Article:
Wednesday, October 30, 2013

A Capitol Walk-About!

Last Friday, after enjoying a leisurely catch-up lunch with my son Jason in Columbia, South Carolina ---we decided to spend some of the beautiful afternoon walking around the downtown area and continuing our chat while we enjoyed the sunshine.

It was a beautiful day – a bit windy as you can see by the confederate flag flying out in front, but a beautiful day none the less!  The monument with the flag was established after a big kerfuffle about the Confederate flag flying over the dome of the State House. The flag, originally placed over the dome in 1962,  was moved to its present location on July 1, 2000.

I moved to South Carolina from Texas in 2003, so missed that whole hubbub about the flag.

The grounds of the state house are lovely, and there are gardens and monuments worth visiting.  If you are near Columbia, SC ---do stop.  It’s worth it.

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As we walked through the gardens and the trees, the state house came into full view.

Text below is from Wikipedia – but the photos are all mine!

The South Carolina State House was designed first by architect P. H. Hammarskold. Construction began in 1851, but the original architect was dismissed for fraud and dereliction of duty. Soon thereafter, the structure was largely dismantled because of defective materials and workmanship. John Niernsee redesigned the structure and work began on it in 1855, slowed during the Civil War, and was suspended in 1865 as Sherman's Union Army entered Columbia on February 17. Several public buildings were "put to the torch" when United States troops entered the city.

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As you walk around the building, you will see shell-damaged areas marked with stars.  This is a close up of an upper window.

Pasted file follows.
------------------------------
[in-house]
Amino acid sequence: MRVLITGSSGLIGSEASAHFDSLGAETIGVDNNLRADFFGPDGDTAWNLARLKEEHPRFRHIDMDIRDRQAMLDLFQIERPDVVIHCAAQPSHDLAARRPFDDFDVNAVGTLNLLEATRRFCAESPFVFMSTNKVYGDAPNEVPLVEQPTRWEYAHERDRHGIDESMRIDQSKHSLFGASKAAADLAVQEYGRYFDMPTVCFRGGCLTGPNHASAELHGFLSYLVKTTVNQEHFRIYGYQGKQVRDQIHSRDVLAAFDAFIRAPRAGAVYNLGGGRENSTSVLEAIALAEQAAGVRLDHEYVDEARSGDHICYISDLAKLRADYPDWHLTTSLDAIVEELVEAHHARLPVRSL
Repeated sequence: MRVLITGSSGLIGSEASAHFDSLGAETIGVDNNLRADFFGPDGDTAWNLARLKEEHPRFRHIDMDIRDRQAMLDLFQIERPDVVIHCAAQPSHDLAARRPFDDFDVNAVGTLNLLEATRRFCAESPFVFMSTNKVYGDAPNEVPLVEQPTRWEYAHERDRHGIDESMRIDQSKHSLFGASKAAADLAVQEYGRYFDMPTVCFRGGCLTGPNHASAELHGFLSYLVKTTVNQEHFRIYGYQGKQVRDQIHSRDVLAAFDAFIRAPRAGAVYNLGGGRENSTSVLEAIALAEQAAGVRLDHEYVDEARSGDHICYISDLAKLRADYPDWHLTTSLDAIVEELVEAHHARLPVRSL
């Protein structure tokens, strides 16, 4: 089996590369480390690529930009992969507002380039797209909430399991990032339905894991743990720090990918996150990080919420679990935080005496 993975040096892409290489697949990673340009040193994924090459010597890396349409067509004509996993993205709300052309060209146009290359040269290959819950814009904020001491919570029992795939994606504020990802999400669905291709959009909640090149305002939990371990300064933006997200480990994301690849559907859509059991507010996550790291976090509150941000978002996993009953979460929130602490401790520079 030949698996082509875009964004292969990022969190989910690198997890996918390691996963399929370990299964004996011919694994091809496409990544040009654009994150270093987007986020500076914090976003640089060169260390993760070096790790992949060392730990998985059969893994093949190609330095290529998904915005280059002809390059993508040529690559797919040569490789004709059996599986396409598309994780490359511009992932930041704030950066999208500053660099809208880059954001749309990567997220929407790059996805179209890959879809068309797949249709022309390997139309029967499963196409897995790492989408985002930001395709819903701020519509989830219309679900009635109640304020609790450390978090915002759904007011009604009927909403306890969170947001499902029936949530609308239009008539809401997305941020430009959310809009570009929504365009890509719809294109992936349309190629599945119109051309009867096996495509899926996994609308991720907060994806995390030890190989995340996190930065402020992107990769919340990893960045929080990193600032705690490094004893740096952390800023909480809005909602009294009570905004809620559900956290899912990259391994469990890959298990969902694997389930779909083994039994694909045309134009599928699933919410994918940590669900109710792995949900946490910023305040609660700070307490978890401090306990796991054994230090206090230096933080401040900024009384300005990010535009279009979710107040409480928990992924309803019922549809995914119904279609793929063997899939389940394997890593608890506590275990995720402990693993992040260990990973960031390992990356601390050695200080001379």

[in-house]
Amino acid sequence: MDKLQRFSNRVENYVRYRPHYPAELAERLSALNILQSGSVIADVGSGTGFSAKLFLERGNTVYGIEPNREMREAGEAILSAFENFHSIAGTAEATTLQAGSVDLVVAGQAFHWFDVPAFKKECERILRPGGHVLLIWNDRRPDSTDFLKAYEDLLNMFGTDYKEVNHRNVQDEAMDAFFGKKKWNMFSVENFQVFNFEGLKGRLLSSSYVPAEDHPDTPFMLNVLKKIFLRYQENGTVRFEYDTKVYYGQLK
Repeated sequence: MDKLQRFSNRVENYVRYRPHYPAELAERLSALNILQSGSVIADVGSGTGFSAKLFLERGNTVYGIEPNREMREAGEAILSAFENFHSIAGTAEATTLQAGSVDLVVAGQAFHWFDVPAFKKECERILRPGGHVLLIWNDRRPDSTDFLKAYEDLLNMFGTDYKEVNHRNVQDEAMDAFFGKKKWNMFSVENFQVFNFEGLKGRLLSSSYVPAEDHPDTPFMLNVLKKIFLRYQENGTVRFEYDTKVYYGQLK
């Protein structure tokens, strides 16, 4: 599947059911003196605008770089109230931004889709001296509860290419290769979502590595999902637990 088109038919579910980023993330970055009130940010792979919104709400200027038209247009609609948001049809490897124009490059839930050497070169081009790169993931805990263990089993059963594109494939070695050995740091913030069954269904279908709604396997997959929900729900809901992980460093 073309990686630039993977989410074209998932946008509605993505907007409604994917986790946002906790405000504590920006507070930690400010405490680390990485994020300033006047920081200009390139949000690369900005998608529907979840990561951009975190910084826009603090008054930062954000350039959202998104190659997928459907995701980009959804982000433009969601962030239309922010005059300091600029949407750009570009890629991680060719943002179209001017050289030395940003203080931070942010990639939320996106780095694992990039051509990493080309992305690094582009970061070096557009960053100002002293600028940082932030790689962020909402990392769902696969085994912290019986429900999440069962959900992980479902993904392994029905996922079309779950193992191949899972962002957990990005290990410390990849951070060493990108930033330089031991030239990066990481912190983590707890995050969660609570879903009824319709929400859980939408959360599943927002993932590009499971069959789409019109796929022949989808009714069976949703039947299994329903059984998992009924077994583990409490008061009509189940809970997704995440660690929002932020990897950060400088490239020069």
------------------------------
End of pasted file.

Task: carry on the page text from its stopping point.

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See the star above? Same window!

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Close up of pillar damage from shelling.

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If you look close, you can see the same star between the two pillars on the left.

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Here’s one close enough for me to reach!

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Close up

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Reading these historical markers always puts my mind back in time – what would it have been like to witness the burning of Columbia?

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We walked up the steps and checked out the architecture, only to find out you can’t get in that way!  The tourist door is on the lower level.

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Beautiful from every angle!

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George Washington stands proudly in the front.  
 This is one of six bronze replicas created in 1857 from the original marble statue (1789), which adorns the capitol in Richmond Virginia. The State of South Carolina purchased the bronze replica in 1858 to be placed in the newly constructed State House. The walking cane was broken during the move to its current location outside the State House.

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Beautiful architecture!  I’m amazed that this building survived!

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Sign on door says – visitors enter lower level!

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After emptying pockets and going through a security check point, we entered the building and followed these beautiful stairs up to the main level.

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The inside is as beautiful as the outside….and the underside of the dome caught my eye.

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There is something cool about standing right under it and looking up!  Hard to capture with a camera ---

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I really wanted Jason to see this…it’s the declaration of succession:
It reads: We, the People of the State of South Carolina, in Convention assembled do declare and ordain, and it is hereby declared and ordained, That the Ordinance adopted by us in Convention, on the twenty-third day of May in the year of our Lord One Thousand Seven hundred and eight eight, whereby the Constitution of the United State of America was ratified, and also all Acts and parts of Acts of the General Assembly of this State, ratifying amendment of the said Constitution, are here by repealed; and that the union now subsisting between South Carolina and other States, under the name of “The United States of America,” is hereby dissolved.